10. Simone Giansante & Mahmoud Fatouh & Steven Ongena, 2019. "Does Quantitative Easing Boost Bank Lending to the Real Economy or Cause Other Bank Asset Reallocation? The Case of the UK," Swiss Finance Institute Research Paper Series 19-72, Swiss Finance Institute.
    11. Vergote, Olivier & Sugo, Tomohiro, 2020. "Who takes the ECB’s targeted funding?," Working Paper Series 2439, European Central Bank.
    12. Joseph E. Gagnon, 2016. "Quantitative Easing: An Underappreciated Success," Policy Briefs PB16-4, Peterson Institute for International Economics.
    13. Papadamou, Stephanos & Kyriazis, Νikolaos A. & Tzeremes, Panayiotis G., 2019. "Unconventional monetary policy effects on output and inflation: A meta-analysis," International Review of Financial Analysis, Elsevier, vol. 61(C), pages 295-305.
    14. Forbes, Kristin & Reinhardt, Dennis & Wieladek, Tomasz, 2017. "The spillovers, interactions, and (un)intended consequences of monetary and regulatory policies," Journal of Monetary Economics, Elsevier, vol. 85(C), pages 1-22.
    15. Dinara Khamitovna GALLYAMOVA & Aidar Il'darovich MIFTAKHOV, 2017. "Boosting The Autonomy Of Regional Banking Systems As A Driver Of Economic Development: The Case Of Russia," Regional Science Inquiry, Hellenic Association of Regional Scientists, vol. 0(2), pages 55-68, December.
    16. Tetsuji Okazaki & Toshihiro Okubo & Eric Strobl, 2020. "The Bright and Dark Side of Financial Support from Local and Central Banks after a Natural Disaster: Evidence from the Great Kanto Earthquake, 1923 Japan," Keio-IES Discussion Paper Series 2020-001, Institute for Economics Studies, Keio University.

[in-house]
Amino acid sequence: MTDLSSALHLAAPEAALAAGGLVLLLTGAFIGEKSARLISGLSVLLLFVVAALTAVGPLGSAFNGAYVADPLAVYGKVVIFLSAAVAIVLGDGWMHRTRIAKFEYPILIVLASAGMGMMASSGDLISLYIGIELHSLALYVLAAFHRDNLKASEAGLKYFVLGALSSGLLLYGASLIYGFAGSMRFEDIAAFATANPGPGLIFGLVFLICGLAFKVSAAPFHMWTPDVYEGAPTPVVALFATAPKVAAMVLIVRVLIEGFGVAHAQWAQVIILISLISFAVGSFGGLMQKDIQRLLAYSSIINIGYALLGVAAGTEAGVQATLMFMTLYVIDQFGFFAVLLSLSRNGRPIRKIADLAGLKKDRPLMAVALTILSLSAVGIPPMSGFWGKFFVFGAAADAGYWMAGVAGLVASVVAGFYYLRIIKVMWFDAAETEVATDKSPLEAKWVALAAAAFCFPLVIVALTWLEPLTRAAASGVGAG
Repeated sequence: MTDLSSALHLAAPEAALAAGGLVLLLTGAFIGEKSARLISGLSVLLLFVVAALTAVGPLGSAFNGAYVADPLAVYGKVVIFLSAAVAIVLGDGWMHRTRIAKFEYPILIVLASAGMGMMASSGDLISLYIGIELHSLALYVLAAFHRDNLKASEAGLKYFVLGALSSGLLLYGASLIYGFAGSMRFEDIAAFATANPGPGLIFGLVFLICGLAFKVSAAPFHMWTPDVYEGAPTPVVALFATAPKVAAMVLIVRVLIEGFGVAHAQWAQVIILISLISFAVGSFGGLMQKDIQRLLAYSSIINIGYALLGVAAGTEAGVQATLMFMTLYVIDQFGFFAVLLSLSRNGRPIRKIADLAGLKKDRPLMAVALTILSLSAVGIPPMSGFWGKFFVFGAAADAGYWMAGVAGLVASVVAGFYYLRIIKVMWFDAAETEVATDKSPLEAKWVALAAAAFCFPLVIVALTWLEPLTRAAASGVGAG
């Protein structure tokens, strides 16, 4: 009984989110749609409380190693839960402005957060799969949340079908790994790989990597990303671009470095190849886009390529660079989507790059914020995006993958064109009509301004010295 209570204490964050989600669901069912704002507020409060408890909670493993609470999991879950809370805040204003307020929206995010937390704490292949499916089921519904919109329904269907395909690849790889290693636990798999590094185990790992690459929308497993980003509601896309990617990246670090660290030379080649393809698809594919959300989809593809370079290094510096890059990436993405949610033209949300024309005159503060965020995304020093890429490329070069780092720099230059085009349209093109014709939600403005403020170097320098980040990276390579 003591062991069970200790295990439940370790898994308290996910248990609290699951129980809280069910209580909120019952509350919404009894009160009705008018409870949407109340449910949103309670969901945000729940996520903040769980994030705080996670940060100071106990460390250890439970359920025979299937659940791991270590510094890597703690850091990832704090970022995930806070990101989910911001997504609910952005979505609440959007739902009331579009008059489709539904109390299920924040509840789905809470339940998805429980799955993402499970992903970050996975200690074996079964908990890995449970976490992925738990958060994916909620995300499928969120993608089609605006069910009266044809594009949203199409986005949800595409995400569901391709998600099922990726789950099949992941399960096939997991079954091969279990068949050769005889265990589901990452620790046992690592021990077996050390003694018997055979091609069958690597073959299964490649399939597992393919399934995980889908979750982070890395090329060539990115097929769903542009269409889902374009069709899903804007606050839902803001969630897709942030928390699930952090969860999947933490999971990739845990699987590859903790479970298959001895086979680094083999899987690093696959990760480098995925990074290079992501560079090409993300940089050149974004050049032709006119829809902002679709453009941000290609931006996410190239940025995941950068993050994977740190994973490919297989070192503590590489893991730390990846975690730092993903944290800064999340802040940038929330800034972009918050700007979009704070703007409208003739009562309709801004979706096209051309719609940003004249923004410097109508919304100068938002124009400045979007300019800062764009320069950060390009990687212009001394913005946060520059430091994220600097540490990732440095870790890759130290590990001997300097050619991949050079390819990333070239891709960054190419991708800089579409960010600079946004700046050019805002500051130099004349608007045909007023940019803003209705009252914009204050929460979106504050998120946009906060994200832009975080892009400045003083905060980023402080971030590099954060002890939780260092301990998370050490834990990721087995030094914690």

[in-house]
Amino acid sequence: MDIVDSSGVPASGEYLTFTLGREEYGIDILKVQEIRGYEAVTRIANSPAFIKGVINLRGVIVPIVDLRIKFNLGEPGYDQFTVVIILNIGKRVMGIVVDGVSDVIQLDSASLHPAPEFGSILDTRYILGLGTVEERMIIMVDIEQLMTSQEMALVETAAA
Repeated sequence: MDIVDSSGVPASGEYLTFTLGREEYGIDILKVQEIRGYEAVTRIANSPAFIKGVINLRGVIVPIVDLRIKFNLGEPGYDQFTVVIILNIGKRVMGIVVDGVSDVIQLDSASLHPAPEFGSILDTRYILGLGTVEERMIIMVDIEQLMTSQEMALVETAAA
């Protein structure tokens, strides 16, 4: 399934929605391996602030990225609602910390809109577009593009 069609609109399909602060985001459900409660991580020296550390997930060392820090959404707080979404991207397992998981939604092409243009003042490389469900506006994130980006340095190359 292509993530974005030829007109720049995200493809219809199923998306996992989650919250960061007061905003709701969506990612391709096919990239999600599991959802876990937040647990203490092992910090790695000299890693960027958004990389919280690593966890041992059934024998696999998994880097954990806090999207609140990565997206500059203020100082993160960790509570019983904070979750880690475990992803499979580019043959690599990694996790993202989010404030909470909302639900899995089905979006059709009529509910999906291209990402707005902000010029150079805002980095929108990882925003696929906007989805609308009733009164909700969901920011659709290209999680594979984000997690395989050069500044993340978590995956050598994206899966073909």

17. José Dorich & Nicholas Labelle St-Pierre & Vadym Lepetyuk & Rhys R. Mendes, 2018. "Could a higher inflation target enhance macroeconomic stability?," Canadian Journal of Economics, Canadian Economics Association, vol. 51(3), pages 1029-1055, August.
    18. Ugo Panizza & Charles Wyplosz, 2018. "The Folk Theorem of Decreasing Effectiveness of Monetary Policy: What Do the Data Say?," Russian Journal of Money and Finance, Bank of Russia, vol. 77(1), pages 71-107, March.
    19. Grahame Johnson & Sharon Kozicki & Romanos Priftis & Lena Suchanek & Jonathan Witmer & Jing Yang, 2020. "Implementation and Effectiveness of Extended Monetary Policy Tools: Lessons from the Literature," Discussion Papers 2020-16, Bank of Canada.
    20. Miller, Sam & Wanengkirtyo, Boromeus, 2020. "Liquidity and monetary transmission: a quasi-experimental approach," Bank of England working papers 891, Bank of England.
    21. Harimohan, Rashmi & McLeay, Michael & Young, Garry, 2016. "Pass-through of bank funding costs to lending and deposit rates: lessons from the financial crisis," Bank of England working papers 590, Bank of England.
    22. Maarten van Rooij & Jakob de Haan, 2016. "Will helicopter money be spent? New evidence," DNB Working Papers 538, Netherlands Central Bank, Research Department.

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    More about this item

    Keywords

    Bayesian methods; large-scale asset purchases; quantitative easing; Funding for Lending Scheme; vector autoregressions; auto-regressive distributed lag.;
    All these keywords.

    JEL classification:

    • C11 - Mathematical and Quantitative Methods - - Econometric and Statistical Methods and Methodology: General - - - Bayesian Analysis: General
    • C32 - Mathematical and Quantitative Methods - - Multiple or Simultaneous Equation Models; Multiple Variables - - - Time-Series Models; Dynamic Quantile Regressions; Dynamic Treatment Effect Models; Diffusion Processes; State Space Models
    • E52 - Macroeconomics and Monetary Economics - - Monetary Policy, Central Banking, and the Supply of Money and Credit - - - Monetary Policy
    • E58 - Macroeconomics and Monetary Economics - - Monetary Policy, Central Banking, and the Supply of Money and Credit - - - Central Banks and Their Policies